Today it’s almost impossible to meet a person without a smartphone, tablet, laptop, etc, which have become an integral part of our civilization. Unfortunately, everything comes at a price. The rapid intrusion of smart gadgets into our lives has dramatically increased eye strain. Of course, this factor worries many people. However, the Internet offers a lot of useful information whose use will partially reduce these risks.
For example, back in 1991 Jeff Anshel OD, FAAO (Fellow of the American Academy of Optometry) developed a simple 20-20-20 rule. It recommends when working with a display, focusing vision on an object 20 feet (6 meters) away from him for 20 seconds every 20 minutes.
Of course, the current list of tips is much wider. Moreover, some aspects have opened new topics for discussion among ophthalmologists. Today, this list includes:
– dependence of eye fatigue on color temperature (blue spectrum);
– dependence on screen resolution (or ppi in smartphones);
– PWM flicker of OLED (AMOLED) displays.
This article discusses the first two factors.
Ophthalmologists have long debated the dangers to the eyes of the perception of the “cold” spectrum (high-energy visible light or HEVL range of blue-violet waves).
According to American scientists at the University of Toledo, blue light emitted from displays of phones, tablets and laptops negatively affects vision. According to their data, prolonged use of a phone provokes the generation of toxic molecules in the light-sensitive cells of the eye, which can cause gradual retina macular degeneration.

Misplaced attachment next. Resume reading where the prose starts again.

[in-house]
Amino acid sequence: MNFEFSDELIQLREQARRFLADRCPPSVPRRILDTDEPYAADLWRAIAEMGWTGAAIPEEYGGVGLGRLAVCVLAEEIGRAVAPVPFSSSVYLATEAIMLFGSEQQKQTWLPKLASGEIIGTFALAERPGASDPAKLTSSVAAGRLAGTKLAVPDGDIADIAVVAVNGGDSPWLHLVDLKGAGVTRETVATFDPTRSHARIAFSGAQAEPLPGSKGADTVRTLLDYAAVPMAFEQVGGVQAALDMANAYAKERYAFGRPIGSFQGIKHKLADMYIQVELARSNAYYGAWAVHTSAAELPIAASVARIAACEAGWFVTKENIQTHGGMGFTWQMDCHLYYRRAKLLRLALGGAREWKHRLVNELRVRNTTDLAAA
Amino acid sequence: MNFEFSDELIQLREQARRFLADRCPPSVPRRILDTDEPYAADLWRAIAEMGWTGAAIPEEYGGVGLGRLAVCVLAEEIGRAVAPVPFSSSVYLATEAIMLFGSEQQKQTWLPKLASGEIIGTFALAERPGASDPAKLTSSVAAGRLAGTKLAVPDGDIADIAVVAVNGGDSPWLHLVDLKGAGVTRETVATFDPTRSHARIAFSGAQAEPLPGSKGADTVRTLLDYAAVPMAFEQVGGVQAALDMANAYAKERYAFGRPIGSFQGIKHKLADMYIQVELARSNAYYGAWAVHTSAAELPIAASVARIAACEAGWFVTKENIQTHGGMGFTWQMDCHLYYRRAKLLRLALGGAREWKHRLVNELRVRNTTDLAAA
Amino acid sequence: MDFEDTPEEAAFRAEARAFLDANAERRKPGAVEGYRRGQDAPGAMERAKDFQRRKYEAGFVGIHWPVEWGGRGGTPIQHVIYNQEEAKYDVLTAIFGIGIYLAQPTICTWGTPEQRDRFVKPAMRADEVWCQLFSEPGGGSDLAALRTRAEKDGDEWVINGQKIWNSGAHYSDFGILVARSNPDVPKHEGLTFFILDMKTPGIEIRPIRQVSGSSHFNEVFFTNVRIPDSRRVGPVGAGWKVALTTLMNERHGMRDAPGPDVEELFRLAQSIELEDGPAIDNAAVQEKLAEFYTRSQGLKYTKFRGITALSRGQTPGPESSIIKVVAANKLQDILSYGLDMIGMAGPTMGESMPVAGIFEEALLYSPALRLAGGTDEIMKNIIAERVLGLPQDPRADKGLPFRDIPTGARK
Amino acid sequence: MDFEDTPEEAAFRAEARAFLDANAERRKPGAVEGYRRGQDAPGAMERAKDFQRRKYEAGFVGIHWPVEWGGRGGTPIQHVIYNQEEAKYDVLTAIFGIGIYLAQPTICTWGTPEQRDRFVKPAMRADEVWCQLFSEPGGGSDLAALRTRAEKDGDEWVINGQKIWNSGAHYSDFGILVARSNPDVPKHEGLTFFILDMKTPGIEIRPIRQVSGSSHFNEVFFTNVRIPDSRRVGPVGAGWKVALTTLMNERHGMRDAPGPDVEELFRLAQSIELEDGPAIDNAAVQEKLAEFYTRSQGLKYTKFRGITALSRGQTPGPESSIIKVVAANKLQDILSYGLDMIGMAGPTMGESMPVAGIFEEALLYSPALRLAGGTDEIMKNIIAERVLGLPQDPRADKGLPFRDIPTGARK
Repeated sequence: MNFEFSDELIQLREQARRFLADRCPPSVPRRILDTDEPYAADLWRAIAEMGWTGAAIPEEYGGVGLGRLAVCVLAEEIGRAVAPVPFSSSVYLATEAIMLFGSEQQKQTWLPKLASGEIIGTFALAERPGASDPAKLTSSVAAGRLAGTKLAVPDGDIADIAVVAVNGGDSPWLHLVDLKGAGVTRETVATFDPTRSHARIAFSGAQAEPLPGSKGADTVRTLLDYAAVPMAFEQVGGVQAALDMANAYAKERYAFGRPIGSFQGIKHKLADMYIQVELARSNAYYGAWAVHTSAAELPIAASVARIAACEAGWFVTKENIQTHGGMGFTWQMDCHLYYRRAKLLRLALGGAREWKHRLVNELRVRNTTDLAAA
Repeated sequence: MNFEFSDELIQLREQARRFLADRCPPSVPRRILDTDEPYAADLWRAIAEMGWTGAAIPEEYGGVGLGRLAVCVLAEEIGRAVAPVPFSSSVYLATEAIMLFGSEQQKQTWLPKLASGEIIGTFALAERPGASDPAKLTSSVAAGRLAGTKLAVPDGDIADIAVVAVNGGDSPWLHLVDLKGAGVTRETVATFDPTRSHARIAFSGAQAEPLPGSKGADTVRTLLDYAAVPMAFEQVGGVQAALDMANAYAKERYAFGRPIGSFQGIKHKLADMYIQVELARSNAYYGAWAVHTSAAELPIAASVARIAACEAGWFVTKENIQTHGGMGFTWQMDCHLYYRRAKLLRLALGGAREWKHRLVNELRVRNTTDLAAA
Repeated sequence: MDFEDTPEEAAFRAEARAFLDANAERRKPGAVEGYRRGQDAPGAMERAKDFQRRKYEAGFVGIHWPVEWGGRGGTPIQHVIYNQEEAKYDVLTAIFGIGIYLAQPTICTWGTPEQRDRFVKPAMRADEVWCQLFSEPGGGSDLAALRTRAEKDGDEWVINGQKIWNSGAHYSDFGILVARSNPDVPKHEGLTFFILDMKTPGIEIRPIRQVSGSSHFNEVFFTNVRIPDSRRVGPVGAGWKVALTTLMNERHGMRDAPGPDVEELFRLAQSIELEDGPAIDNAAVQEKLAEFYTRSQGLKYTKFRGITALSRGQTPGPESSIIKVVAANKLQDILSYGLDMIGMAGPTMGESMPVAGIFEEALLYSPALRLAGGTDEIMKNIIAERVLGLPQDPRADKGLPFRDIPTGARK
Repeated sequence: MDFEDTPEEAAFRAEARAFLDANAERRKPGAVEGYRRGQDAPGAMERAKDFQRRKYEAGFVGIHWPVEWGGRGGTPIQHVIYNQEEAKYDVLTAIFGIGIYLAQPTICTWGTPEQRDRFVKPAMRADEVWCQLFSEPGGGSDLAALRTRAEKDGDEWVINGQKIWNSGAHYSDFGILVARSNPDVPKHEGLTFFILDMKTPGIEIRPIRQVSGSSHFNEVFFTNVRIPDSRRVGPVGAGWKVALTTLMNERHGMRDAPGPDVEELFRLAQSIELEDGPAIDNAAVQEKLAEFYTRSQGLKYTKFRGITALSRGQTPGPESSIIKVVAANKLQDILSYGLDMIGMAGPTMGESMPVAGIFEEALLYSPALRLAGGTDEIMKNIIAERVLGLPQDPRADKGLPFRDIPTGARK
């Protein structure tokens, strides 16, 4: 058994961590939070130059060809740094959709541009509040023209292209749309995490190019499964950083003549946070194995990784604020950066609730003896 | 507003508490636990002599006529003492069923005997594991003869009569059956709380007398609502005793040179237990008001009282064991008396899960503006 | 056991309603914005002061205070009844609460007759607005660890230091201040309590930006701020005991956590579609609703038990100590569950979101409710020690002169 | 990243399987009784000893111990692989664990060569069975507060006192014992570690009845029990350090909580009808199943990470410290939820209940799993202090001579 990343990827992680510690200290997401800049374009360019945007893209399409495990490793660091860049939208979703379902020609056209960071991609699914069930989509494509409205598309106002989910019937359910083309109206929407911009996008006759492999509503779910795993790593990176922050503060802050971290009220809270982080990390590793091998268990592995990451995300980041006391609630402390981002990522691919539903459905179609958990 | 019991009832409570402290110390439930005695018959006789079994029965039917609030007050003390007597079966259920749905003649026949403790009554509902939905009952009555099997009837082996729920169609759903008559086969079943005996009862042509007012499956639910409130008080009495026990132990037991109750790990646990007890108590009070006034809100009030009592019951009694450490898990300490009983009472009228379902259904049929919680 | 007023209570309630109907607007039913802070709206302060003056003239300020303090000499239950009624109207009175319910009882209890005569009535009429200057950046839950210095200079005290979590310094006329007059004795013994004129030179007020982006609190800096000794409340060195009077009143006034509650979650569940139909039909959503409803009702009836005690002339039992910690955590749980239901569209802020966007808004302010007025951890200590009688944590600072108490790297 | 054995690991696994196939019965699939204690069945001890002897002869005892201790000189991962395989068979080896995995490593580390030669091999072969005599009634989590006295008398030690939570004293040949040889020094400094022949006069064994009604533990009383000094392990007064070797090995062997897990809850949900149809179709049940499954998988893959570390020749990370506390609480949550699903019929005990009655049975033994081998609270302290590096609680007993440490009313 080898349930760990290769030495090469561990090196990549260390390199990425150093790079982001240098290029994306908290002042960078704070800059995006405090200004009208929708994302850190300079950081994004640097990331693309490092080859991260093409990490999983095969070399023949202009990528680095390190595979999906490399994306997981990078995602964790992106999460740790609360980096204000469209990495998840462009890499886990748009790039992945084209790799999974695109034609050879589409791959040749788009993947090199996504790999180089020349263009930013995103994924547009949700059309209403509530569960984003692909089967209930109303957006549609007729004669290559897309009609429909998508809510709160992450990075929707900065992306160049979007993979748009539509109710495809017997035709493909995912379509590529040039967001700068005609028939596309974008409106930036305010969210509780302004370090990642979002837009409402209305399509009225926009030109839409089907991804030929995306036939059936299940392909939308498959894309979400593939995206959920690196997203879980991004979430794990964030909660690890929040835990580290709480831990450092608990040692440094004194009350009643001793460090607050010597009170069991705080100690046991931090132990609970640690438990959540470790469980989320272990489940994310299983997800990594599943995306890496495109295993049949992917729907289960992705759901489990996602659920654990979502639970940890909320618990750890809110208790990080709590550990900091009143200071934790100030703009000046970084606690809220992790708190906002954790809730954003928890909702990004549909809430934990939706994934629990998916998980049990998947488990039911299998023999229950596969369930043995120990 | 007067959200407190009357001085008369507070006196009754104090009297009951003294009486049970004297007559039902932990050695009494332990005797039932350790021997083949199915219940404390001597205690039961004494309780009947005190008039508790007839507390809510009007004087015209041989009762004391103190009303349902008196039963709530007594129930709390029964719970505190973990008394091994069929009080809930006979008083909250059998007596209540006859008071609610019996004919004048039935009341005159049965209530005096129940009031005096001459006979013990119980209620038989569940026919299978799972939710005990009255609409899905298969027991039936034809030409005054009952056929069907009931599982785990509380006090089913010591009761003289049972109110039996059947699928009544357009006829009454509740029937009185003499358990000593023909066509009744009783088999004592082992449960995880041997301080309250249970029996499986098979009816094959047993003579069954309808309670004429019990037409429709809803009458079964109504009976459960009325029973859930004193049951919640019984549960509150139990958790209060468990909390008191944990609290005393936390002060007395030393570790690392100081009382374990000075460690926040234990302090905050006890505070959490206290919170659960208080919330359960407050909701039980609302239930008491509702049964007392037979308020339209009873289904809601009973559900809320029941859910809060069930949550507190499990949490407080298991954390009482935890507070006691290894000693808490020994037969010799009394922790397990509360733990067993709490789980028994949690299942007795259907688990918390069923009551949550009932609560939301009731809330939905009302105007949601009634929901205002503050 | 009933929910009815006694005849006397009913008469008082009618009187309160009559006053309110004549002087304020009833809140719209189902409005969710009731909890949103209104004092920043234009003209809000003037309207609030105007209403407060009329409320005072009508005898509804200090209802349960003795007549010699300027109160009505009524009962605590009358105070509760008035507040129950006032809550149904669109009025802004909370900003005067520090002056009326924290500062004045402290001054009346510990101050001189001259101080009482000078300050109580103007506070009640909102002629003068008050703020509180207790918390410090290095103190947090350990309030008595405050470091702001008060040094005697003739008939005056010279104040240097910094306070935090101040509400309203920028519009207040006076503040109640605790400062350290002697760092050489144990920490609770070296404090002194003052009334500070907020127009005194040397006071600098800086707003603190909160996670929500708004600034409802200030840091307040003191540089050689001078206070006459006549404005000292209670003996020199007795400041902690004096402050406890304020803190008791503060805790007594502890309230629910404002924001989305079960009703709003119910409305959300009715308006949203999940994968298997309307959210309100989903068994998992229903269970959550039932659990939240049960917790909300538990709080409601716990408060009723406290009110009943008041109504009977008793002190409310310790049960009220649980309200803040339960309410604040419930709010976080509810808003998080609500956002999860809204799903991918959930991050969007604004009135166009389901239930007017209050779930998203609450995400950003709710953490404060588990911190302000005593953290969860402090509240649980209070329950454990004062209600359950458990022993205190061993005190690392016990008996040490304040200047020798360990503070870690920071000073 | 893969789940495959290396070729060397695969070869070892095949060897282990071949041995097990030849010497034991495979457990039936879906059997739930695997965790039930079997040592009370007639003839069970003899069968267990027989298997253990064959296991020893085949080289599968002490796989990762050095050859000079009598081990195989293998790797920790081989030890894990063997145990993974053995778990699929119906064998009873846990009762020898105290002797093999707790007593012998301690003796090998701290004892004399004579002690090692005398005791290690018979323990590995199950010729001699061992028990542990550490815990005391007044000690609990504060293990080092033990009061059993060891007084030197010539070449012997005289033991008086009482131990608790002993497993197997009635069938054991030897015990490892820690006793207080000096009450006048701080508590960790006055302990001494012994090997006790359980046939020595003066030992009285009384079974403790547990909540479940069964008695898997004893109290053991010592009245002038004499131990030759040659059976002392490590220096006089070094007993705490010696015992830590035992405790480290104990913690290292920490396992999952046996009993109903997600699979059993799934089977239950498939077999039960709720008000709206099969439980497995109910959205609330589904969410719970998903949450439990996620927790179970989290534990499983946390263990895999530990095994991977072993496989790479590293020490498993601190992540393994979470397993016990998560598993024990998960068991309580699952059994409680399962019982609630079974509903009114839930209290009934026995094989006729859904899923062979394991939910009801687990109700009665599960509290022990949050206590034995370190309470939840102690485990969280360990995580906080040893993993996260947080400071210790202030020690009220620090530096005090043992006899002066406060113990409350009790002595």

As known, light is electromagnetic radiation, the visible range of which is characterized by a wavelength of 380 nm (ultraviolet) to 780 nm (infrared radiation).
Unlike green and red, shortwave blue is partially scattered on its way to the fundus with receptors, reducing image clarity and causing additional eye strain. In addition, it has the highest frequency in the visible spectrum. But the photon energy is inversely proportional to the electromagnetic wave length. Therefore, shortwave violet radiation has maximum energy, additionally acting on receptors.
However, some experts are skeptical about these theories. In their opinion, the discomfort when using gadgets is mainly due to digital eye strain. “Most of us blink less when looking at screens, causing eye strain and dry eyes,” for example, says Rahul Khurana, MD, a spokesperson for the American Academy of Ophthalmology.
But he acknowledges the influence of blue light on circadian rhythm.
As known, our brain perceives solar ultraviolet light as information about the daytime, which corresponds to the maximum activity. The correct functioning the circadian rhythm requires the melatonin hormone, the synthesis of which is partially blocked by blue light. In fact, UV light acts on the brain like a cup of coffee. As a result, a person does often experience sleep problems after using electronic gadgets. Unfortunately, the solution to this problem requires that you stop using them at least a few hours before bedtime.
Today companies offer special glasses with filters in abundance.
But opinions about them efficiency are controversial.
Besides, the OS of most modern gadgets already use effective software algorithms to reduce the blue intensity. This list includes Night Shift in iOS and macOS PCs, Night Mode in Cyanogen OS, Blue Light Filter in Samsung devices, Eye Protection Mode in EMUI, Reading Mode in MIUI, etc. Additionally, the internet offers the apps with this function, for example, f.lux for rooted Android devices, or Night Filter for non-rooted gadgets.